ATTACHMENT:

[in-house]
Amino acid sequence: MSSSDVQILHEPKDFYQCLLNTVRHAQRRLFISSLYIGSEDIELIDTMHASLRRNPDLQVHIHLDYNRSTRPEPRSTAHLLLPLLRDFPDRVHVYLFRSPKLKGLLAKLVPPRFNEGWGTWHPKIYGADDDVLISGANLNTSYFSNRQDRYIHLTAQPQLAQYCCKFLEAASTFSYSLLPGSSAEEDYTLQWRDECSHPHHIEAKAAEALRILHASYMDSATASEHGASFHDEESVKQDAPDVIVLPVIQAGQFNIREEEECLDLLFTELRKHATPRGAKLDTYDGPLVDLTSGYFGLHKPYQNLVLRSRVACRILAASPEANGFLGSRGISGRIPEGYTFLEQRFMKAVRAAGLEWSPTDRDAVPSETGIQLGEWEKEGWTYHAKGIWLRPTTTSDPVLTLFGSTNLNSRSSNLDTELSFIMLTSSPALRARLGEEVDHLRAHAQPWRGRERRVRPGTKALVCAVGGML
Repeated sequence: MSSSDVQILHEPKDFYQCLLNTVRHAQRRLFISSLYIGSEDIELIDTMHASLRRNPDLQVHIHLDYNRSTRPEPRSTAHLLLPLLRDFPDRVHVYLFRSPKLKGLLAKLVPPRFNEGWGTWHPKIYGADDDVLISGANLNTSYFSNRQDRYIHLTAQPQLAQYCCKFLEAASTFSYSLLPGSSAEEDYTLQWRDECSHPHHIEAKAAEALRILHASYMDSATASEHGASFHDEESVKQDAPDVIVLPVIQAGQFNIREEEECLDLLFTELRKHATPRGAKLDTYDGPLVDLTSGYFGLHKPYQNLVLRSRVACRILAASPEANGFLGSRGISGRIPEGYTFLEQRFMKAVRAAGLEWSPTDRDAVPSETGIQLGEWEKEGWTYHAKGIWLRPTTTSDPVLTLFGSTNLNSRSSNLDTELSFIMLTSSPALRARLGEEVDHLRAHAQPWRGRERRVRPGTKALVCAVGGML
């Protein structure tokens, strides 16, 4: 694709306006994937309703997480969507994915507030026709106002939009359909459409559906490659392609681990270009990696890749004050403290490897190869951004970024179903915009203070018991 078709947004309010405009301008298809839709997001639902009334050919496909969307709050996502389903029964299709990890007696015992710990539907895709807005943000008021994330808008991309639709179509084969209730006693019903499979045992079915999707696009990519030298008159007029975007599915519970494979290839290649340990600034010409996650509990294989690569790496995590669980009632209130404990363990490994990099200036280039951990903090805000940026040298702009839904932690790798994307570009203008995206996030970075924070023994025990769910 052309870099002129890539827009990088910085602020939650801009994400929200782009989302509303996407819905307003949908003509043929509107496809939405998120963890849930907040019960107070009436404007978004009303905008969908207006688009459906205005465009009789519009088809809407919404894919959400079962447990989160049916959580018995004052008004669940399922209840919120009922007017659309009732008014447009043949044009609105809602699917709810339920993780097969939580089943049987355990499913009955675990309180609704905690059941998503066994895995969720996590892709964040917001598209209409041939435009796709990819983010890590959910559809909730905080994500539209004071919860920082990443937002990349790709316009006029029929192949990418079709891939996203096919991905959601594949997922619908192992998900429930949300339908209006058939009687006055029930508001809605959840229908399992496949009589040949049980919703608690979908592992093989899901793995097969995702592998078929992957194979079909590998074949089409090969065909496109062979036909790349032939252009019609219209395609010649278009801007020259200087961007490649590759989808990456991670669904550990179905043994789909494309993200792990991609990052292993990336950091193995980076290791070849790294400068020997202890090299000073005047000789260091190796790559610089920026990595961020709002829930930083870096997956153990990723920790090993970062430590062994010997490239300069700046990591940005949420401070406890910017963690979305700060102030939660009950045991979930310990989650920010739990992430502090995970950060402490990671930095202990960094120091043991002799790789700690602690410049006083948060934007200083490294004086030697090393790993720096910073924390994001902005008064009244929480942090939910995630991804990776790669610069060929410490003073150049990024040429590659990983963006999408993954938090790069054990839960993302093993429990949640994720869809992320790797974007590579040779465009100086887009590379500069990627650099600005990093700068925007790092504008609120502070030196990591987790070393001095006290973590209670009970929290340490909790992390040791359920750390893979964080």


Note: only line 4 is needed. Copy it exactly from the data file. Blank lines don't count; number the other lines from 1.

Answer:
């Protein structure tokens, strides 16, 4: 694709306006994937309703997480969507994915507030026709106002939009359909459409559906490659392609681990270009990696890749004050403290490897190869951004970024179903915009203070018991 078709947004309010405009301008298809839709997001639902009334050919496909969307709050996502389903029964299709990890007696015992710990539907895709807005943000008021994330808008991309639709179509084969209730006693019903499979045992079915999707696009990519030298008159007029975007599915519970494979290839290649340990600034010409996650509990294989690569790496995590669980009632209130404990363990490994990099200036280039951990903090805000940026040298702009839904932690790798994307570009203008995206996030970075924070023994025990769910 052309870099002129890539827009990088910085602020939650801009994400929200782009989302509303996407819905307003949908003509043929509107496809939405998120963890849930907040019960107070009436404007978004009303905008969908207006688009459906205005465009009789519009088809809407919404894919959400079962447990989160049916959580018995004052008004669940399922209840919120009922007017659309009732008014447009043949044009609105809602699917709810339920993780097969939580089943049987355990499913009955675990309180609704905690059941998503066994895995969720996590892709964040917001598209209409041939435009796709990819983010890590959910559809909730905080994500539209004071919860920082990443937002990349790709316009006029029929192949990418079709891939996203096919991905959601594949997922619908192992998900429930949300339908209006058939009687006055029930508001809605959840229908399992496949009589040949049980919703608690979908592992093989899901793995097969995702592998078929992957194979079909590998074949089409090969065909496109062979036909790349032939252009019609219209395609010649278009801007020259200087961007490649590759989808990456991670669904550990179905043994789909494309993200792990991609990052292993990336950091193995980076290791070849790294400068020997202890090299000073005047000789260091190796790559610089920026990595961020709002829930930083870096997956153990990723920790090993970062430590062994010997490239300069700046990591940005949420401070406890910017963690979305700060102030939660009950045991979930310990989650920010739990992430502090995970950060402490990671930095202990960094120091043991002799790789700690602690410049006083948060934007200083490294004086030697090393790993720096910073924390994001902005008064009244929480942090939910995630991804990776790669610069060929410490003073150049990024040429590659990983963006999408993954938090790069054990839960993302093993429990949640994720869809992320790797974007590579040779465009100086887009590379500069990627650099600005990093700068925007790092504008609120502070030196990591987790070393001095006290973590209670009970929290340490909790992390040791359920750390893979964080």